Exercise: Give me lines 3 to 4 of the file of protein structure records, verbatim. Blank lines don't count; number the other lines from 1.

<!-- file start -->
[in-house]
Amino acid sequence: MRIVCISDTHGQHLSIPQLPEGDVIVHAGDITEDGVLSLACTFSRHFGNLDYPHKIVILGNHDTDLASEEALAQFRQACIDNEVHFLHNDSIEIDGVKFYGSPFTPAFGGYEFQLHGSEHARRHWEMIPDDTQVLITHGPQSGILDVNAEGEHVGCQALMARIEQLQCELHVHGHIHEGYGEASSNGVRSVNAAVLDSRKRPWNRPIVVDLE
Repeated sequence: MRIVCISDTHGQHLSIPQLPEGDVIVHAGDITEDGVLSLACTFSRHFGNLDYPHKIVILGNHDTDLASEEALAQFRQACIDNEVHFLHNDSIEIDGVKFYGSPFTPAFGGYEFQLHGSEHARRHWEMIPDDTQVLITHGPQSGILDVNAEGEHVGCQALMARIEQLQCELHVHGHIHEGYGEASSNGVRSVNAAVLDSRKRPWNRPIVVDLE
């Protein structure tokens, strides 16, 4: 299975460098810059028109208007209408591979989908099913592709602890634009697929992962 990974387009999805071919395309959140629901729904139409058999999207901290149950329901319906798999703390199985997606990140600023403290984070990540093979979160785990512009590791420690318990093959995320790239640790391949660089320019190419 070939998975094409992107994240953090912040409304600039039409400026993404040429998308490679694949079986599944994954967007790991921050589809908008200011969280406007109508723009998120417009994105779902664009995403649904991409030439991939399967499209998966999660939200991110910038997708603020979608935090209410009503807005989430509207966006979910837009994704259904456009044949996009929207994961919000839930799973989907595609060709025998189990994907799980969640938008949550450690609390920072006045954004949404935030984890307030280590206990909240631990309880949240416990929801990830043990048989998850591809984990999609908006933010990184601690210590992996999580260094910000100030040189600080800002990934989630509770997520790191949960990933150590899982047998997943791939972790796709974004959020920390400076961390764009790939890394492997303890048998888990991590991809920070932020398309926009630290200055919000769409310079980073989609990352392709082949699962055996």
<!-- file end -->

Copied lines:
Repeated sequence: MRIVCISDTHGQHLSIPQLPEGDVIVHAGDITEDGVLSLACTFSRHFGNLDYPHKIVILGNHDTDLASEEALAQFRQACIDNEVHFLHNDSIEIDGVKFYGSPFTPAFGGYEFQLHGSEHARRHWEMIPDDTQVLITHGPQSGILDVNAEGEHVGCQALMARIEQLQCELHVHGHIHEGYGEASSNGVRSVNAAVLDSRKRPWNRPIVVDLE
């Protein structure tokens, strides 16, 4: 299975460098810059028109208007209408591979989908099913592709602890634009697929992962 990974387009999805071919395309959140629901729904139409058999999207901290149950329901319906798999703390199985997606990140600023403290984070990540093979979160785990512009590791420690318990093959995320790239640790391949660089320019190419 070939998975094409992107994240953090912040409304600039039409400026993404040429998308490679694949079986599944994954967007790991921050589809908008200011969280406007109508723009998120417009994105779902664009995403649904991409030439991939399967499209998966999660939200991110910038997708603020979608935090209410009503807005989430509207966006979910837009994704259904456009044949996009929207994961919000839930799973989907595609060709025998189990994907799980969640938008949550450690609390920072006045954004949404935030984890307030280590206990909240631990309880949240416990929801990830043990048989998850591809984990999609908006933010990184601690210590992996999580260094910000100030040189600080800002990934989630509770997520790191949960990933150590899982047998997943791939972790796709974004959020920390400076961390764009790939890394492997303890048998888990991590991809920070932020398309926009630290200055919000769409310079980073989609990352392709082949699962055996």